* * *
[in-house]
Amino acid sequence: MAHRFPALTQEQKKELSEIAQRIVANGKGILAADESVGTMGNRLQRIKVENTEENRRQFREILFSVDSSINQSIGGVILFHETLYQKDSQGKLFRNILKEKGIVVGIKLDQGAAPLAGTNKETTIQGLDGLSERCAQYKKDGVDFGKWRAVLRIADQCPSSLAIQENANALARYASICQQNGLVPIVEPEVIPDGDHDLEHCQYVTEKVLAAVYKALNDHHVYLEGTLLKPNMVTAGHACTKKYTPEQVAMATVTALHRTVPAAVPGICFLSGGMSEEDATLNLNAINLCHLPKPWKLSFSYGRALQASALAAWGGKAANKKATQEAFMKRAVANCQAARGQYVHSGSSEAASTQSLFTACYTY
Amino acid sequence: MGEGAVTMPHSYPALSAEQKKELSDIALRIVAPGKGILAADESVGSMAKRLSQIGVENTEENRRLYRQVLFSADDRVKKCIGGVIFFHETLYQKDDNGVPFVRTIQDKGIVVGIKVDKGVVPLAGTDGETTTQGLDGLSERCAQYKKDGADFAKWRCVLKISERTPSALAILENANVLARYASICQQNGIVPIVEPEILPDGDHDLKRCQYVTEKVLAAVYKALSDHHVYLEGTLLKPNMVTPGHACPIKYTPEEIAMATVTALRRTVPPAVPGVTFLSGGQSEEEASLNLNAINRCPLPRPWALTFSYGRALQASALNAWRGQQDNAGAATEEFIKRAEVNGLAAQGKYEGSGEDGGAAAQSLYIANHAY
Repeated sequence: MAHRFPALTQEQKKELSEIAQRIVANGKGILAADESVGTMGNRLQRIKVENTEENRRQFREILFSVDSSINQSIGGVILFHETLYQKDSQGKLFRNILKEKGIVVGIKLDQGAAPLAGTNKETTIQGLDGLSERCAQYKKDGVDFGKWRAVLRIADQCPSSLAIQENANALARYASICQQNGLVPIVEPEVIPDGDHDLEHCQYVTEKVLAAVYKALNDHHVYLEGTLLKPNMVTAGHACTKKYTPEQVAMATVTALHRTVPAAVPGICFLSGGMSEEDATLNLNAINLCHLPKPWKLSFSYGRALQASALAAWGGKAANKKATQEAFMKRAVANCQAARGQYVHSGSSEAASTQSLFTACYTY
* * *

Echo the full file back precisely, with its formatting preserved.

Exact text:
[in-house]
Amino acid sequence: MAHRFPALTQEQKKELSEIAQRIVANGKGILAADESVGTMGNRLQRIKVENTEENRRQFREILFSVDSSINQSIGGVILFHETLYQKDSQGKLFRNILKEKGIVVGIKLDQGAAPLAGTNKETTIQGLDGLSERCAQYKKDGVDFGKWRAVLRIADQCPSSLAIQENANALARYASICQQNGLVPIVEPEVIPDGDHDLEHCQYVTEKVLAAVYKALNDHHVYLEGTLLKPNMVTAGHACTKKYTPEQVAMATVTALHRTVPAAVPGICFLSGGMSEEDATLNLNAINLCHLPKPWKLSFSYGRALQASALAAWGGKAANKKATQEAFMKRAVANCQAARGQYVHSGSSEAASTQSLFTACYTY
Amino acid sequence: MGEGAVTMPHSYPALSAEQKKELSDIALRIVAPGKGILAADESVGSMAKRLSQIGVENTEENRRLYRQVLFSADDRVKKCIGGVIFFHETLYQKDDNGVPFVRTIQDKGIVVGIKVDKGVVPLAGTDGETTTQGLDGLSERCAQYKKDGADFAKWRCVLKISERTPSALAILENANVLARYASICQQNGIVPIVEPEILPDGDHDLKRCQYVTEKVLAAVYKALSDHHVYLEGTLLKPNMVTPGHACPIKYTPEEIAMATVTALRRTVPPAVPGVTFLSGGQSEEEASLNLNAINRCPLPRPWALTFSYGRALQASALNAWRGQQDNAGAATEEFIKRAEVNGLAAQGKYEGSGEDGGAAAQSLYIANHAY
Repeated sequence: MAHRFPALTQEQKKELSEIAQRIVANGKGILAADESVGTMGNRLQRIKVENTEENRRQFREILFSVDSSINQSIGGVILFHETLYQKDSQGKLFRNILKEKGIVVGIKLDQGAAPLAGTNKETTIQGLDGLSERCAQYKKDGVDFGKWRAVLRIADQCPSSLAIQENANALARYASICQQNGLVPIVEPEVIPDGDHDLEHCQYVTEKVLAAVYKALNDHHVYLEGTLLKPNMVTAGHACTKKYTPEQVAMATVTALHRTVPAAVPGICFLSGGMSEEDATLNLNAINLCHLPKPWKLSFSYGRALQASALAAWGGKAANKKATQEAFMKRAVANCQAARGQYVHSGSSEAASTQSLFTACYTY